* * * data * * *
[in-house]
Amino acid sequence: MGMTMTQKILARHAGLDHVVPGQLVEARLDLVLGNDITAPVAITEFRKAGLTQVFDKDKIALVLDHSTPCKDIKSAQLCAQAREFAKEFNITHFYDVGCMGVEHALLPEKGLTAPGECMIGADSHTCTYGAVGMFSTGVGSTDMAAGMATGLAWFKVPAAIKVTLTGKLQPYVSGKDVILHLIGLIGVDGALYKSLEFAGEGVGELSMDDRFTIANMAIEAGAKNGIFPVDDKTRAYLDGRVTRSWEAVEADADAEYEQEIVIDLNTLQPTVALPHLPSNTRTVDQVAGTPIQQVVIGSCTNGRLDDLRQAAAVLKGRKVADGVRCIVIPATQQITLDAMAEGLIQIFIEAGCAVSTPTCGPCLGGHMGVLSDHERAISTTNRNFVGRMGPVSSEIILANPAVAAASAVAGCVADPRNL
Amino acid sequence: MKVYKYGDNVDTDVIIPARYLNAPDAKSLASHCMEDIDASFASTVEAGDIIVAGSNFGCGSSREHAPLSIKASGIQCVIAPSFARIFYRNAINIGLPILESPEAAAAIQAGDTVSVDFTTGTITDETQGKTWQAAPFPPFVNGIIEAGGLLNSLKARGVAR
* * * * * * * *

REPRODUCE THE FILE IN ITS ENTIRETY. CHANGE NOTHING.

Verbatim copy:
[in-house]
Amino acid sequence: MGMTMTQKILARHAGLDHVVPGQLVEARLDLVLGNDITAPVAITEFRKAGLTQVFDKDKIALVLDHSTPCKDIKSAQLCAQAREFAKEFNITHFYDVGCMGVEHALLPEKGLTAPGECMIGADSHTCTYGAVGMFSTGVGSTDMAAGMATGLAWFKVPAAIKVTLTGKLQPYVSGKDVILHLIGLIGVDGALYKSLEFAGEGVGELSMDDRFTIANMAIEAGAKNGIFPVDDKTRAYLDGRVTRSWEAVEADADAEYEQEIVIDLNTLQPTVALPHLPSNTRTVDQVAGTPIQQVVIGSCTNGRLDDLRQAAAVLKGRKVADGVRCIVIPATQQITLDAMAEGLIQIFIEAGCAVSTPTCGPCLGGHMGVLSDHERAISTTNRNFVGRMGPVSSEIILANPAVAAASAVAGCVADPRNL
Amino acid sequence: MKVYKYGDNVDTDVIIPARYLNAPDAKSLASHCMEDIDASFASTVEAGDIIVAGSNFGCGSSREHAPLSIKASGIQCVIAPSFARIFYRNAINIGLPILESPEAAAAIQAGDTVSVDFTTGTITDETQGKTWQAAPFPPFVNGIIEAGGLLNSLKARGVAR